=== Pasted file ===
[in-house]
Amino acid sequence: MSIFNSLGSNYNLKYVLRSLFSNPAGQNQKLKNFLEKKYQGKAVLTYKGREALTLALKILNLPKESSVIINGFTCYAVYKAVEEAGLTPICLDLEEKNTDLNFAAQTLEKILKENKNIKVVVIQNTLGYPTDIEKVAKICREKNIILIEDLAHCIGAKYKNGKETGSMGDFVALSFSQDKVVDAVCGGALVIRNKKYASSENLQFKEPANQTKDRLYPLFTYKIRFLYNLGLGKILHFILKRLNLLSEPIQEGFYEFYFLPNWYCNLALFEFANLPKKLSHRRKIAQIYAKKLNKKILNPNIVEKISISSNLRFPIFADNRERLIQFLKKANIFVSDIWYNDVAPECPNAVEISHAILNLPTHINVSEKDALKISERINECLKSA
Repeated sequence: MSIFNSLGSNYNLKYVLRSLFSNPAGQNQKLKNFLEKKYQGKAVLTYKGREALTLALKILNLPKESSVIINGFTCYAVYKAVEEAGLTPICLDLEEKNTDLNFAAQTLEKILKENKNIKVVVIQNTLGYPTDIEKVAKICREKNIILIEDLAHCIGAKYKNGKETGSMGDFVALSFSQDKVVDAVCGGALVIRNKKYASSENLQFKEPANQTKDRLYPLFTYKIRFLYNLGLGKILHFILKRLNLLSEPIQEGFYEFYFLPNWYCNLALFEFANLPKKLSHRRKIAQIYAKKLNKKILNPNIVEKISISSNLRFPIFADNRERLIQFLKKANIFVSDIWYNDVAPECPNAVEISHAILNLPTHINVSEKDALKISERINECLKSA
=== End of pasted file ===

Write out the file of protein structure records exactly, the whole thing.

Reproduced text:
[in-house]
Amino acid sequence: MSIFNSLGSNYNLKYVLRSLFSNPAGQNQKLKNFLEKKYQGKAVLTYKGREALTLALKILNLPKESSVIINGFTCYAVYKAVEEAGLTPICLDLEEKNTDLNFAAQTLEKILKENKNIKVVVIQNTLGYPTDIEKVAKICREKNIILIEDLAHCIGAKYKNGKETGSMGDFVALSFSQDKVVDAVCGGALVIRNKKYASSENLQFKEPANQTKDRLYPLFTYKIRFLYNLGLGKILHFILKRLNLLSEPIQEGFYEFYFLPNWYCNLALFEFANLPKKLSHRRKIAQIYAKKLNKKILNPNIVEKISISSNLRFPIFADNRERLIQFLKKANIFVSDIWYNDVAPECPNAVEISHAILNLPTHINVSEKDALKISERINECLKSA
Repeated sequence: MSIFNSLGSNYNLKYVLRSLFSNPAGQNQKLKNFLEKKYQGKAVLTYKGREALTLALKILNLPKESSVIINGFTCYAVYKAVEEAGLTPICLDLEEKNTDLNFAAQTLEKILKENKNIKVVVIQNTLGYPTDIEKVAKICREKNIILIEDLAHCIGAKYKNGKETGSMGDFVALSFSQDKVVDAVCGGALVIRNKKYASSENLQFKEPANQTKDRLYPLFTYKIRFLYNLGLGKILHFILKRLNLLSEPIQEGFYEFYFLPNWYCNLALFEFANLPKKLSHRRKIAQIYAKKLNKKILNPNIVEKISISSNLRFPIFADNRERLIQFLKKANIFVSDIWYNDVAPECPNAVEISHAILNLPTHINVSEKDALKISERINECLKSA